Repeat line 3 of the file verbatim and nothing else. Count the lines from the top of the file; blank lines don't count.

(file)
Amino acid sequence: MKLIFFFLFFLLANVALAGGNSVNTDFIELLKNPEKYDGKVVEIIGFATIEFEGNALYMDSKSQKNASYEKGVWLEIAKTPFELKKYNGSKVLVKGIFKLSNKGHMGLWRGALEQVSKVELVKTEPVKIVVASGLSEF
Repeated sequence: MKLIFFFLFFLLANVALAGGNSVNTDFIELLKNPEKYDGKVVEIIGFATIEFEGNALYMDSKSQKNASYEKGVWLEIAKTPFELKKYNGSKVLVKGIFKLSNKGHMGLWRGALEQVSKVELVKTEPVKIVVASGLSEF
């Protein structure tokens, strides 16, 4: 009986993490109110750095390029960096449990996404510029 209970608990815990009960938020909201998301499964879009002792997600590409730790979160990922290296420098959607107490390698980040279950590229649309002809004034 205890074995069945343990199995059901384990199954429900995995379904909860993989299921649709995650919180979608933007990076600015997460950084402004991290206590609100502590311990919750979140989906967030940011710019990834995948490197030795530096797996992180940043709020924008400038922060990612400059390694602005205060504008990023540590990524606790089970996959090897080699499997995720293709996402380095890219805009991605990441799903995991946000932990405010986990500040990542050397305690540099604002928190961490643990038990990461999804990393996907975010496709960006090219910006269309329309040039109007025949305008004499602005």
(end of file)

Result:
């Protein structure tokens, strides 16, 4: 009986993490109110750095390029960096449990996404510029 209970608990815990009960938020909201998301499964879009002792997600590409730790979160990922290296420098959607107490390698980040279950590229649309002809004034 205890074995069945343990199995059901384990199954429900995995379904909860993989299921649709995650919180979608933007990076600015997460950084402004991290206590609100502590311990919750979140989906967030940011710019990834995948490197030795530096797996992180940043709020924008400038922060990612400059390694602005205060504008990023540590990524606790089970996959090897080699499997995720293709996402380095890219805009991605990441799903995991946000932990405010986990500040990542050397305690540099604002928190961490643990038990990461999804990393996907975010496709960006090219910006269309329309040039109007025949305008004499602005």